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straight or curved carbon fork?(16 posts)

straight or curved carbon fork?pukka
Aug 16, 2002 3:52 AM
so i'm going to get a new set of forks,threaded, for my cannondale what are the pro and cons of straight v curved,i have curved at the minute and i'm more inclined to replace like with like although the straight ones look kind of racy,
When getting a forkFez
Aug 16, 2002 3:58 AM
make sure you are getting similar dimensions so you don't change the handling characteristics too much (unless you want to). That means getting the same fork rake as before.

Generally speaking, a straight fork will damp less, MAY be stiffer, and will most likely ride harsher. Is that what you want? That's probably why most forks you see are curved.
plus they look bettercyclopathic
Aug 16, 2002 4:15 AM
IMHO ;-)

I'd only consider straight fork for crits not for all around riding
I'll just wait for the mechaincal engineers to show up...TJeanloz
Aug 16, 2002 4:21 AM
This topic has been discussed ad nauseum on this and other internet boards, and the conclusion, backed up by a lot of math and engineering-speak, is that the only difference between a curved fork and a straight fork per se is cosmetic.

Straight forks are not, by their nature, 'stiffer', less damping, or better handling.

I'm sure some mechanical engineer will show up and explain why.
I read similar stuffFez
Aug 16, 2002 4:39 AM
but I don't know how credible any of the conclusions were.

Anyway, I said the straight fork MAY be stiffer, but because not all forks come in 2 versions (straight and curved), one cannot test this easily.

Also, I have heard from people who ride the straight say that regardless of stiffness or handling, the straight fork just seems to ride harsher, but this once again is rather subjective.
I read similar stuffRusty Coggs
Aug 16, 2002 4:56 AM
It's how it's built,not whether its straight or curved.Everything else being equal,ther is no difference.But,there is alot of hype and hooey.
true. diameter, guage, material are all bigger factors NMSpirito
Aug 16, 2002 6:16 AM
$0.02 worthNessism
Aug 16, 2002 5:04 AM
The design of the fork is the important thing; ie. blade diameter and shape, blade thickness, ect. How the rake is made is of lesser importance.

That said, I think if a designer used the exact same fork blades for both a straight blade and for a curved blade fork, the curved blade fork would be slightly more compliant. I have steel forks using the same fork blades in both straight blade and curved configurations and the straight blade fork is slightly stiffer.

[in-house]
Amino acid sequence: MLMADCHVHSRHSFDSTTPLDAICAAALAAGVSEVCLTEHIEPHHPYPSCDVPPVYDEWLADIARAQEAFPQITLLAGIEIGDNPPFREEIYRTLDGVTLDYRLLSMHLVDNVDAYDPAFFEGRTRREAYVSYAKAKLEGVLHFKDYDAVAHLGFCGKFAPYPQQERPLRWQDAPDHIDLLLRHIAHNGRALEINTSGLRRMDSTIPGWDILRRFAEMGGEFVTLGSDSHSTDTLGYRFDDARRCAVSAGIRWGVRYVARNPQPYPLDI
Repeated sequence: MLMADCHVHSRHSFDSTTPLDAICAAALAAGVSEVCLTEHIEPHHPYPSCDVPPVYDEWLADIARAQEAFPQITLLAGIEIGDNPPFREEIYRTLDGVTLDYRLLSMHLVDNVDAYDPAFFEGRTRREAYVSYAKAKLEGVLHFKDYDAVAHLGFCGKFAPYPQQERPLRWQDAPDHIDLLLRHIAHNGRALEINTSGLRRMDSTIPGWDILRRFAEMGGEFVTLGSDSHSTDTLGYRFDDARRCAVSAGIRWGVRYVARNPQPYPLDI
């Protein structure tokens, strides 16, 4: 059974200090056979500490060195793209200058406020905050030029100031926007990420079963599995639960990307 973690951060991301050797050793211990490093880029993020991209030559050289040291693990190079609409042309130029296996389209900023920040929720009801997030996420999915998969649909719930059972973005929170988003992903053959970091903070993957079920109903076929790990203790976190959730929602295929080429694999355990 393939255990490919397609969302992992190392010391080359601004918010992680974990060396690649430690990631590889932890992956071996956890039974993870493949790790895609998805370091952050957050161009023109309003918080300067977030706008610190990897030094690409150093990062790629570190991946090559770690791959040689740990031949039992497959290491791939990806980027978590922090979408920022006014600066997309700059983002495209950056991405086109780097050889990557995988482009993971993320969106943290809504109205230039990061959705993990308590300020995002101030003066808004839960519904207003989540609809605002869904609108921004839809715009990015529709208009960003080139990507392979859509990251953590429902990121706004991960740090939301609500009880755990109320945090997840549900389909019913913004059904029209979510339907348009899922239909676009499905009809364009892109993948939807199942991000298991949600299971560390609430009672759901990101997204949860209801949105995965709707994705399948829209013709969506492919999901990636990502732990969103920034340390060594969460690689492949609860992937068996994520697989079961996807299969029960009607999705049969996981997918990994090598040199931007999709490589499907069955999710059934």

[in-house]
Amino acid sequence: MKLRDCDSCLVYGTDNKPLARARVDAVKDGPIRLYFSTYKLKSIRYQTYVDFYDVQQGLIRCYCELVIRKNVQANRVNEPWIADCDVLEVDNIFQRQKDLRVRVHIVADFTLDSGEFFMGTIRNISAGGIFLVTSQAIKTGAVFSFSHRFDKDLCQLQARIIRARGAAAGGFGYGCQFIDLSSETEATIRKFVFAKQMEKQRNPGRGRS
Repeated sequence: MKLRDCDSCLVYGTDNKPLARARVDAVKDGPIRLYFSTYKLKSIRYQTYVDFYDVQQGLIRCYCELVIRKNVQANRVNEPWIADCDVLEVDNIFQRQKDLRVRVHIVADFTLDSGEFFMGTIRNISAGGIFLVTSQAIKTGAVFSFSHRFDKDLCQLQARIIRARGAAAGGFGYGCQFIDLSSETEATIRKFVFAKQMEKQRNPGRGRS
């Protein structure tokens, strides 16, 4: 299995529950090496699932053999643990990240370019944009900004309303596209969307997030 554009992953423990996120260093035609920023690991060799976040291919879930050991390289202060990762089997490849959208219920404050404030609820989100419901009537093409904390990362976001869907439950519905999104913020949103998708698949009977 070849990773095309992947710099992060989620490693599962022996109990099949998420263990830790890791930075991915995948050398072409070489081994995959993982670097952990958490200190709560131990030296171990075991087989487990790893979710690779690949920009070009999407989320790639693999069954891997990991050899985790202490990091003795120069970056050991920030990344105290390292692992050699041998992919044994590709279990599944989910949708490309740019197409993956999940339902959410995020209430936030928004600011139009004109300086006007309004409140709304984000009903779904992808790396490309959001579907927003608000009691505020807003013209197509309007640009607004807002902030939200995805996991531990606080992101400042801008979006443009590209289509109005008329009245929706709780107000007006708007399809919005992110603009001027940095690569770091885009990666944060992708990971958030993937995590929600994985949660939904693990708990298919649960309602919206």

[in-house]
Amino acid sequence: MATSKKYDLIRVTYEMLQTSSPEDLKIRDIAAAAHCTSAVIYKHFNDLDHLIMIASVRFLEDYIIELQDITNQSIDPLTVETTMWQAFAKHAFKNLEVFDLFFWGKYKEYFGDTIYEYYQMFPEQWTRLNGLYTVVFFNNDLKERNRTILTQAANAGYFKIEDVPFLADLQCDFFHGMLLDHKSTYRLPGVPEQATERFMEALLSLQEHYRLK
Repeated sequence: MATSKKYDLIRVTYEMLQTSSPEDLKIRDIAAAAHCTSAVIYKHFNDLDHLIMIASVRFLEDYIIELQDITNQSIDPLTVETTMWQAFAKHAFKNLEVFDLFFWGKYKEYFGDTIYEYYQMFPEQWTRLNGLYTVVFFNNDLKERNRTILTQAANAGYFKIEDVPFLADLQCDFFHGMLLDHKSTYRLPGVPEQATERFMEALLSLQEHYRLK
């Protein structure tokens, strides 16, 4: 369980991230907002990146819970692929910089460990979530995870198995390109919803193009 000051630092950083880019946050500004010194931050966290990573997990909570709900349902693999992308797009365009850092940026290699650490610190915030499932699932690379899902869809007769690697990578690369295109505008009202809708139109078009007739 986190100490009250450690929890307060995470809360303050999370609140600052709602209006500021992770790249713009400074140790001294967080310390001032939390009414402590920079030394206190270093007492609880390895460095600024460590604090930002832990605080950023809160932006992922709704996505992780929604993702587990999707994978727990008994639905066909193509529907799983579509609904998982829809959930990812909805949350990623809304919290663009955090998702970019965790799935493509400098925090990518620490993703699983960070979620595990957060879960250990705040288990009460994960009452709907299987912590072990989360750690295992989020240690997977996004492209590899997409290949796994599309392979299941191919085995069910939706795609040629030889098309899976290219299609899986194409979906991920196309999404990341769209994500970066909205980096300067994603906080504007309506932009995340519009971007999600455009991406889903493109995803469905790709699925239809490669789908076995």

I think the closest comparison you will find in a carbon fork is the Look HSC1 and HCS2. Look states the HSC2 is 15% stiffer because of the straight blades. Just a guess but this sounds about right to me based on my experiences.

I believe straight is cheaper to make as well (nm)ColnagoFE
Aug 16, 2002 7:21 AM
re: straight or curved carbon fork?aliensporebomb
Aug 16, 2002 4:59 AM
My two cents:

The only downside to a straight bladed carbon fork is
that getting a bike computer sensor mounted on it is
next to impossible.

I ended up mounting mine sensor on the rear seatstay
and that worked fine (see for info
on how I did it).
re: straight or curved carbon fork?aliensporebomb
Aug 16, 2002 5:03 AM
By the way, it rides just fine - no harshness that
I could see. It's stiff and transmits enough of the
road feel but soaks up the chattery bumps and what-

Sort of like the carbon road mute button.

And it does look nice:
Cool, TCR reflectors...Wannabe
Aug 16, 2002 6:12 AM
Sorry, couldn't resist. A little grumpy this morning. Nice ride though.

...where's my coffee

TCR Landjwarrenod
Aug 16, 2002 7:50 PM
Like the ride! But the reason's pretty obvious, isn't it....

thanks for the advice,i think i'll stay curved(nm)pukka
Aug 16, 2002 5:16 AM
re: straight or curved carbon fork?mapei boy
Aug 16, 2002 1:45 PM
I don't know if the demonstration was rigged or useless, but the guy who sold me my bike convinced me of the superiority of the straight-bladed fork in the following manner. He had me bounce the front wheel of a bike with a curved fork onto the floor, and then he had me do the same with a straight-bladed bike. When bounced, the bike with the straight-bladed fork wanted to bounce forward. The one with the curved fork wanted to bounce backward. Thus, according to the salesman, the straight-bladed fork tends to help you go over bumps in the road, while the curved fork tends to impede you. FWIW.
Per AMESteveS
Aug 16, 2002 2:54 PM
When I got my AlphaQ a couple of years ago, I spoke with Dr. Lee of AME of the differences between straight and curved and his opinion based upon feedback from AlphaQ owners was much the same as what Fez said, that the straight forks were a tad "harsher" and maybe quicker handling and that the curved forks a bit smoother in ride. In my case, I opted for the latter.

Plus, curved forks look better.